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Old 07-20-2013, 09:04 PM   #55
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I don't know if Detroit is toast. It has had some success getting movies and TV shows there. If you think about it is the perfect setting for gritty police dramas, zombie apocalypse, plus things like Godzilla vs Giant Alien Death Robots. You can actually charge movie companies money for the privilege of blowing up buildings.

Thereby eliminating the need to bulldoze city blocks.

More seriously many companies come out of bankruptcy in an improved competitive position hopefully it works for Detroit.
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Old 07-21-2013, 12:27 AM   #56
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The only way Detroit can pay off it's debts is if they were to annex/join with the suburbs that surround it. That would be a difficult thing to do as I doubt the suburbs would go along with it.
Not as difficult as you think...they did it in Pittsburgh....kinda. They destroyed all section 8 homes and homes that weren't maintained and started to look like the ones in Detroit. Gave the owners of the homes a sum of money the city thought it was worth. THEN, they moved the people living in the houses and the sec, 8 places to different parts of the county. The county built more sec 8 in the suburbs to move the people to. Peeved the suburbs off but the county didn't care.

THEN the county let us vote whether we wanted taxed to help build a new fb stadium and it was a majority vote NO. Don't know why we voted because they ended up taxing us anyhow. So the Rooneys are making all their money with the help of us.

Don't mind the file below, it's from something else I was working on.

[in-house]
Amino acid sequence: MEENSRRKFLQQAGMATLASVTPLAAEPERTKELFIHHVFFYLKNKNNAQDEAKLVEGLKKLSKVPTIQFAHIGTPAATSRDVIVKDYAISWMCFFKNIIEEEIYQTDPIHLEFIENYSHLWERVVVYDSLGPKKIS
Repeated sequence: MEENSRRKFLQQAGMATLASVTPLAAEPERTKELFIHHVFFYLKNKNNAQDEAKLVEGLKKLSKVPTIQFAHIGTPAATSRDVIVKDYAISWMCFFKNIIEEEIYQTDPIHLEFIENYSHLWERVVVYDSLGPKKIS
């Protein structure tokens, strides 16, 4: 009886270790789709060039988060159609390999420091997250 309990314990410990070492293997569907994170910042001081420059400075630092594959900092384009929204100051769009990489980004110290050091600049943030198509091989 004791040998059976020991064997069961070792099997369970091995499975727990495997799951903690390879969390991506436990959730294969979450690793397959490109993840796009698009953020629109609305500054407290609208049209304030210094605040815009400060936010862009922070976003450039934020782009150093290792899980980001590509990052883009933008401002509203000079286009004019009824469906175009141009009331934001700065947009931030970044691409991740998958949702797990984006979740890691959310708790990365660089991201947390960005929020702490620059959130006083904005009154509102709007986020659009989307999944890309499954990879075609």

As far as the art goes, the gov. already said they will have to keep it because it is one thing that draws people to Detroit.

To help bring "working" people back to Pittsburgh, they made a law that you now have to live in the city if you want a gov. job. The ones who already have a city job but don't live there are grandfathered from the law.

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I hope Detroit's physical infrastructure doesn't undergo the problems New York City's did in the late 1970s and into the 1980s following its near-default in 1974-75. People who travel in NYC are still feeling the effects created by years and years of deferred maintenance
But you were stopped from going bankrupt, look at it that way.
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Old 07-21-2013, 05:13 AM   #57
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I don't know if Detroit is toast. It has had some success getting movies and TV shows there. If you think about it is the perfect setting for gritty police dramas, zombie apocalypse, plus things like Godzilla vs Giant Alien Death Robots. You can actually charge movie companies money for the privilege of blowing up buildings.
Speaking of movies, remember the movie Robocop, it was about city of Detroit in the future when it decayed into a lawless getto...life imitates art?